Checkpoint Alfa, Grenzübergangsstelle Marienborn

Built: 1945

Abandoned: 1990

Visited: 2008

Marienborn, Germany

The Grenzübergangsstelle Marienborn was the largest and most important border crossing on the inner German border during the division of Germany. Due to its geographical location, it was the shortest route between West Germany and West Berlin, most traffic to Berlin was handled by the Marienborn crossing. The border crossing existed from 1945 to 1990 and was situated near the East German village of Marienborn and Helmstedt. During the Berlin Blockade, which lasted from June 1948 to May 1949, the Soviet checkpoint was closed.

1950

From 1950 onwards, the ‘Grenztruppen der DDR’ carried out the border control on the eastern side of the checkpoint. The Soviets however handled Allied military traffic. Due to the increasing tensions between the Western Allies and the Soviet Union during the Cold War, the border crossing was extensively expanded and security was tightened in the following years. The Western Allies kept control over their checkpoint on the western side, with small garrisons of French, British and American troops stationed in Helmstedt.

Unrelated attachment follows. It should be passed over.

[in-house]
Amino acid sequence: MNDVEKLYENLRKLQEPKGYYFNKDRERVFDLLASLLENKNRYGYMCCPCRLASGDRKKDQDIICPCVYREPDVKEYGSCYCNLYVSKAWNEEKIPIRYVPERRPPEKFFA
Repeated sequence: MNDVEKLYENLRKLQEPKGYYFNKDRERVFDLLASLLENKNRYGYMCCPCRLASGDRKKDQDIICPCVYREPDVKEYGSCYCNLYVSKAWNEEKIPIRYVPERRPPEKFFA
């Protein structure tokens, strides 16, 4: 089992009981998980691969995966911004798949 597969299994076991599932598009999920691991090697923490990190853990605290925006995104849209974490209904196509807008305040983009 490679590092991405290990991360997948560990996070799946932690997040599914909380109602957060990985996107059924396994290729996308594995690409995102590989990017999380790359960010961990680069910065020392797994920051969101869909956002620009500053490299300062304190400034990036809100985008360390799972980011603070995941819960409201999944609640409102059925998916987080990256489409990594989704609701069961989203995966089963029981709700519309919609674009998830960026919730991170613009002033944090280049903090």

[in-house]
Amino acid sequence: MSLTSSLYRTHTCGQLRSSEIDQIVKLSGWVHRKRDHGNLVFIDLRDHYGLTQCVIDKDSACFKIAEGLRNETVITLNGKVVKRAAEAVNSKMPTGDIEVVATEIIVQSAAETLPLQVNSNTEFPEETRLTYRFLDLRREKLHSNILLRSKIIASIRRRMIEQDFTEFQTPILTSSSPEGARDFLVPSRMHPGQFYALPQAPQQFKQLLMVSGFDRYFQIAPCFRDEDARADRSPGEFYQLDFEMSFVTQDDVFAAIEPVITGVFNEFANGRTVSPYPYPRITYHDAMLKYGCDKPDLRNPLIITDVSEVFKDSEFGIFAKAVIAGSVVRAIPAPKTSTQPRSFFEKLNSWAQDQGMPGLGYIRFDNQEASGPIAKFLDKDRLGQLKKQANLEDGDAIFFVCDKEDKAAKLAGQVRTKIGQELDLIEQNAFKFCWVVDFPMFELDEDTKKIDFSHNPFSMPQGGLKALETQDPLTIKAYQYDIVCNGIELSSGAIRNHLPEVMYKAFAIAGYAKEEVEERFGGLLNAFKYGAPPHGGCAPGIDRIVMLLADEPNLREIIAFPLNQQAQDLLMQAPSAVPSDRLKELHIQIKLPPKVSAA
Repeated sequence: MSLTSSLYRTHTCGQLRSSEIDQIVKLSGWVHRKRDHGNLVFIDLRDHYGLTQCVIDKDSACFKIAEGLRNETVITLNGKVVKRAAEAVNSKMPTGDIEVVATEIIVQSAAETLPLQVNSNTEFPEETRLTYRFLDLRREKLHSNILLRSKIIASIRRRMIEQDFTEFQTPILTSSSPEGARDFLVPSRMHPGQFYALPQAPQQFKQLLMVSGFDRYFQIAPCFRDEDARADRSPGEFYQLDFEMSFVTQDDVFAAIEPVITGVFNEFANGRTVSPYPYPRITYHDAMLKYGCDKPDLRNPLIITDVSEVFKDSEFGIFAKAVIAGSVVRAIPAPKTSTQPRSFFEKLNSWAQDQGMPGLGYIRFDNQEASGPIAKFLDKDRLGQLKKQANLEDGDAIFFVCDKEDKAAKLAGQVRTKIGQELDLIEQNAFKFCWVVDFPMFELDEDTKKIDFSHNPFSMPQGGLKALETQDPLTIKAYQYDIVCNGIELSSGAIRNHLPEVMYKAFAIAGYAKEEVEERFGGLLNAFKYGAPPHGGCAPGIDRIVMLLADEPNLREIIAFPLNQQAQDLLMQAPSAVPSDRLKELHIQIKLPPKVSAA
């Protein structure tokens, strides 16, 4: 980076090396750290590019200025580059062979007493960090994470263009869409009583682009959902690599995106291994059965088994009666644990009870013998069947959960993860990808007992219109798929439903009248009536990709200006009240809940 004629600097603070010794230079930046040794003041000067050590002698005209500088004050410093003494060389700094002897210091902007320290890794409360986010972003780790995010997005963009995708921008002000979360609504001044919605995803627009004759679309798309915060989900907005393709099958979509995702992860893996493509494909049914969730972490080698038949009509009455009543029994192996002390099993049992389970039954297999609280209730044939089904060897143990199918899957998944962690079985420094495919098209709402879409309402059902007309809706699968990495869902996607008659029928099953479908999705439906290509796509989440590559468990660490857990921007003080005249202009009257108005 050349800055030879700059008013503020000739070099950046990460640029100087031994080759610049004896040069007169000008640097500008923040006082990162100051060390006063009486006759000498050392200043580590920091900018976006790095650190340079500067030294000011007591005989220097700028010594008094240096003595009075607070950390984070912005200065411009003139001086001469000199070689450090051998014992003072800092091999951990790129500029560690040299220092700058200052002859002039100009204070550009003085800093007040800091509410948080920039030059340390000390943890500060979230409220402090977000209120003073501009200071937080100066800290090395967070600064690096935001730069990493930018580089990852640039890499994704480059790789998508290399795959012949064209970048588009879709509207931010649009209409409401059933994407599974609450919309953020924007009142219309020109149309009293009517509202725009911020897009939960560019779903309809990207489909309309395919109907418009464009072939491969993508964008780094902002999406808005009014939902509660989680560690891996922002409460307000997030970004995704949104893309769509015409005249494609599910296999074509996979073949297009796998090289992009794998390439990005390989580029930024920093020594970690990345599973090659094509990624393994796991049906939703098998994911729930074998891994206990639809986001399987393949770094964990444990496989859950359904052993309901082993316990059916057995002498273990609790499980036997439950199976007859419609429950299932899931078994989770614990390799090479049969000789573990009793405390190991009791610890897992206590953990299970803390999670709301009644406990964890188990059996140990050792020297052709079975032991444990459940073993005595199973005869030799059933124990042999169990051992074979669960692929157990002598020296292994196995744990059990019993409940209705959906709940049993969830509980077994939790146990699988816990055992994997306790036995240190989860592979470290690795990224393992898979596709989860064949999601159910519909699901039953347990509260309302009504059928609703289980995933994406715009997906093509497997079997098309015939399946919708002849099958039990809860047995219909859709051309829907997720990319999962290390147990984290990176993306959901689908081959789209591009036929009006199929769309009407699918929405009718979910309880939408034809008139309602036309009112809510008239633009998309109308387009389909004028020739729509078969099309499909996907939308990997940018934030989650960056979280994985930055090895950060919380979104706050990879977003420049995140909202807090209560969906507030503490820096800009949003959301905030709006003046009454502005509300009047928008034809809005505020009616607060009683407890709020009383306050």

1973

The original checkpoint was eventually regarded too unsafe to operate efficiently. In 1973, the DDR erected a new control point on a 35ha field situated on a hill near Marienborn. It was situated about 1.5 km east of the old buildings. The control point was staffed with up to 1.000 passport control, customs and border police employees. The buildings were linked with an underground tunnel system through which military or police units could reach the control point quickly and in secrecy.

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